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What are Log Levels? Exploring the Definition and Use Cases

Apr 9, 2024 / 5 minute read

Log levels categorize the severity of logs, aiding in debugging and monitoring. Learn more about what are log levels and how to use them.


Logging is vital for monitoring and troubleshooting. Log events provide records generated by systems, software, networks, and devices. Logs offer insight into the source’s state, performance, and potential issues. However, log management can be challenging—with massive volumes of data, storage and analytics costs, and poorly formatted logs.

Log levels help address these challenges by categorizing the severity or importance of a logged message. They establish a hierarchy that helps users focus on urgent issues. Log levels also filter out negligible logs and provide context for the valuable ones.

Learn more about what are log levels. Find out why and how you should use them. Read on.

What Does Log Levels Mean? In-depth Look at its Definition

Log levels are a categorization system based on hierarchy. They differentiate the intensity and importance of logs in a system. Log levels make identifying and addressing issues easier since logs are organized according to relevance and urgency.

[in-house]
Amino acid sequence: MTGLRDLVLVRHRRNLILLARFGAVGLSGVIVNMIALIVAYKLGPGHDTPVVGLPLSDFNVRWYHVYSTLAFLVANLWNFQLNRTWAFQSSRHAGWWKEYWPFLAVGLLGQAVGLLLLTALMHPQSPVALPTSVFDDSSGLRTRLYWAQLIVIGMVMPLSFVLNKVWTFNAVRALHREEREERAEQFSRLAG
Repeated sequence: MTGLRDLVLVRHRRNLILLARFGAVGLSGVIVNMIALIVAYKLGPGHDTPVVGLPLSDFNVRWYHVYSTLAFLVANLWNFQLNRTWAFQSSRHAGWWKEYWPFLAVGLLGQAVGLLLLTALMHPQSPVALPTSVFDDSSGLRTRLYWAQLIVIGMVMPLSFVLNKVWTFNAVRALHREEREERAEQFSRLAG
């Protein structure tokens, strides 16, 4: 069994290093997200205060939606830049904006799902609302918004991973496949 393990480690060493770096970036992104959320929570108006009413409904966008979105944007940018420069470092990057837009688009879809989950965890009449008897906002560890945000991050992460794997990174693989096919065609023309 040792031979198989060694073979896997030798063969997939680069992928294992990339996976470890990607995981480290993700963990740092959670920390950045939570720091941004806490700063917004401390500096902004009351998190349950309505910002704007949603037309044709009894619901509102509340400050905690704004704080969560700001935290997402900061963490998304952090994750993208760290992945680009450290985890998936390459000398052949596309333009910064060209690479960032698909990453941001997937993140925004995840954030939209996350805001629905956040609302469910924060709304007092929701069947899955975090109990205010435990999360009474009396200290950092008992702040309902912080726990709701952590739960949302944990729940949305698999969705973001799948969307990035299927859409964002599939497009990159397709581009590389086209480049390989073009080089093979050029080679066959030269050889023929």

Understanding the log level structure enables a systematic categorization beyond chronological or alphabetical sorting. It indicates all logs do not carry the same weight or require the same degree of scrutiny. This arrangement provides a scaffold for organizing log output in a manner that mirrors the operational priorities of a complex system.

Most Common Logging Levels

Each log level represents a specific intensity category to guide the prioritization process. This structure leads to more efficient log management, so engineers can quickly identify the most relevant log data for their investigation.

By assigning a level to each log entry, systems can easily focus resources on significant events. Different data sources may use different log levels. However, the most common log levels include:

Log Levels.
  • DEBUG - This log level is used to obtain diagnostic information that can be helpful for troubleshooting and debugging. It offers in-depth insights into the application’s behavior by providing detailed execution logs. These messages often contain verbose or fine-grained information about the inner workings of the system or application. When teams look for log data to filter out for cost savings, they often start with DEBUG logs.

  • INFO - INFO logs provide general information about the status of the system. This log level is useful for tracking an application's progress and operational milestones. For example, your application may create INFO logs upon application startup, when a user makes configuration changes, or when they successfully complete tasks

  • WARN - This log level serves as a signal for potential issues that are not necessarily a critical error. For example, your system may generate a WARN log when it is short on resources. If WARN logs go unaddressed, they may lead to bigger issues in the future.

  • ERROR - An ERROR log indicates significant problems that happened in the system. It usually denotes that an unexpected event or exception has occurred. This log level is crucial for identifying issues affecting user experience or overall functionality, so immediate attention is needed.